After NPD, Media Create numbers will no longer be public ... where is the gaming press ?

Gotdatmoney

Member
Oct 28, 2017
7,889
This type of information is only useful IF it's analyzed by capable people that actually have proper knowledge behind how this industry works.
This honestly sounds like some, we must hide the information from the peoppe for the good of the people none sesne. Yes data is most useful in the hands of people with the capability and knowledge to properly analyze it. Those people all have it because its their jobs that they actually get paid to do and then they in turn sell that info so no wonder they have top billings in it.

Like this isn't a reason basic information itself should be hidden.

Sharing a bunch of vage numbers to enthusiastic folks that will check it on their free time, it's not just unuseful, but usually hurtful.
No one ever asked about the level of use. People asked why there is no investigation into why they are pulling more and more information back. I personally do not think the things discussed on forums matter much. I also dont think a top 20 and hardware sales is what is causing huge damage to industry players.

People need to understand that information is power in many ways, not just a toy that you can mess around.

We should value data, and that's basically what they're doing.
Again, this sounds like some secret society type shit. Many other forms of entertainment provide this contextual data and those industries are not in crisis downfall. To say knowledge and information is power then advocate hiding it from people is literally backwards.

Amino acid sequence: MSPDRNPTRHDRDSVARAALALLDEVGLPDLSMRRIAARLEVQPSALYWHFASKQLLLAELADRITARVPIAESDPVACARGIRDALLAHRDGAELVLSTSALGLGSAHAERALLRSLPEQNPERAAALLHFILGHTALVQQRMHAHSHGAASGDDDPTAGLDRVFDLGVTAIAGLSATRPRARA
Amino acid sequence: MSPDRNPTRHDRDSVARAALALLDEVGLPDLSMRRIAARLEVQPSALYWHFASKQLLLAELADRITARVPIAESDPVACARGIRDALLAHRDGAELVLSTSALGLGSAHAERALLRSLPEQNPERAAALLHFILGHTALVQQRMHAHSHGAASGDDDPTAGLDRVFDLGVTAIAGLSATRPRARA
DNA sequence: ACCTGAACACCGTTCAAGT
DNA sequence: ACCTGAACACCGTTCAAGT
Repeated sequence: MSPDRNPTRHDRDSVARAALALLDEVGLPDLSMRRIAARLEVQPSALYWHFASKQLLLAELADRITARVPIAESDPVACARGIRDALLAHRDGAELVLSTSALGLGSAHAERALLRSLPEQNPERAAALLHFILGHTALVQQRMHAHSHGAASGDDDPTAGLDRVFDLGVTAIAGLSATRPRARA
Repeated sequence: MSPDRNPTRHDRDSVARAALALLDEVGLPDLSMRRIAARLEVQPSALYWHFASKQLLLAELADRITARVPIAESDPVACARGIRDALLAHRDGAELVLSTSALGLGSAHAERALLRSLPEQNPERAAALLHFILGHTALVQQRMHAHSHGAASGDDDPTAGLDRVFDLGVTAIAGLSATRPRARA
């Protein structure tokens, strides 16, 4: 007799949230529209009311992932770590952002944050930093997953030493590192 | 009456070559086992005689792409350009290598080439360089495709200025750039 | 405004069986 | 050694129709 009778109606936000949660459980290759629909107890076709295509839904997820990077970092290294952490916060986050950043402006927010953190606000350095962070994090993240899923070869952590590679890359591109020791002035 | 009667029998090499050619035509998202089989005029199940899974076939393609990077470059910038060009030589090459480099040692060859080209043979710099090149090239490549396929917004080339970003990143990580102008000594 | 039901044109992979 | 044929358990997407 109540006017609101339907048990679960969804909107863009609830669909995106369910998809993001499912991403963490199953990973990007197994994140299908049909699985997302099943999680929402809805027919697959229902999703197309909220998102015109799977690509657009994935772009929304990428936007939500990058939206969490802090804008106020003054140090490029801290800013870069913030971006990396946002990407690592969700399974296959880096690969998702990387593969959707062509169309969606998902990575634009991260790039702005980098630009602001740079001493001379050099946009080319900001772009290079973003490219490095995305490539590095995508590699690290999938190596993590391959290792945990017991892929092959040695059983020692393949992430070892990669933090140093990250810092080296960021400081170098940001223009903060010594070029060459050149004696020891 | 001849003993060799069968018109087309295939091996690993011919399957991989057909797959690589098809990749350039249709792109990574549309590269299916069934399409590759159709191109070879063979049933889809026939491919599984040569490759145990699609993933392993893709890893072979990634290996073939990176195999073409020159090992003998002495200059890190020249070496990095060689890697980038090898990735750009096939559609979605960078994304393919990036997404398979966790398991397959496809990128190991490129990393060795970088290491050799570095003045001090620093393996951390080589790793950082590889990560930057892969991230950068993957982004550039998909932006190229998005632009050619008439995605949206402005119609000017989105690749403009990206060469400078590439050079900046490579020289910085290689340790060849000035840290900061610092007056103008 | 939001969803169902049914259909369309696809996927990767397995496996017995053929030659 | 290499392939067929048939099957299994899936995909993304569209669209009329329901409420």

And this not me saying that we deserve information or it should be public domain because we want it (or I want it or w/e). This is me saying

1) The reasoning you are providing is poor on a fundamental level
2) Journalists should be exploring this and providing us with good researched reasoned information on topics like this. It shouldnt be left to our own speculation.
 

machinaea

Game Producer
Verified
Oct 29, 2017
169
I am interested in sales data because it gives you an idea of how the industry is evolving. Is the game that I love going to have a sequel soon or not ? Why is this genre overlooked this gen ? The gaming industry is changing ver fast so it is a really interesting topic.
For that purpose, sales data is increasingly outdated and doesn't really reflect the reality in a manner applicable for understanding the development of the industry, the outcomes of projects and overall business for publishers (see most post above). For indie games, it might still be somewhat more relevant, but there you face the issues that budgets easily range between $0.00 - $5 million and expectations are so very different from team to team that decompiling the data into something valuable is a lot harder (though overall sales and maybe things like distribution of revenue is still valid data, but at the same time that is data that you can get through various market research groups).
 

Principate

Member
Oct 31, 2017
6,569
Sometimes sharing sales data can have benefits - think of Marvel and ticket sales. They want people to know how big their last movie did because that business model is based on trends. Think of how many ad campaigns focus on "the best selling/record selling" - novels live or die on publishing (often manufactored) sales data.

But the videogame world is shifting towards a subscription/microtransaction business model, where games that enjoy lower sales may end up being much bigger moneymakers than tentpole franchises. Sales data stopped being the most useful piece of information, and it also became harder and harder to "weaponize" as a promotion tool for your product (when your game sells 5 million copies and it's still considered a financial flop, publishing sales data stops being useful - look at Tomb Raider).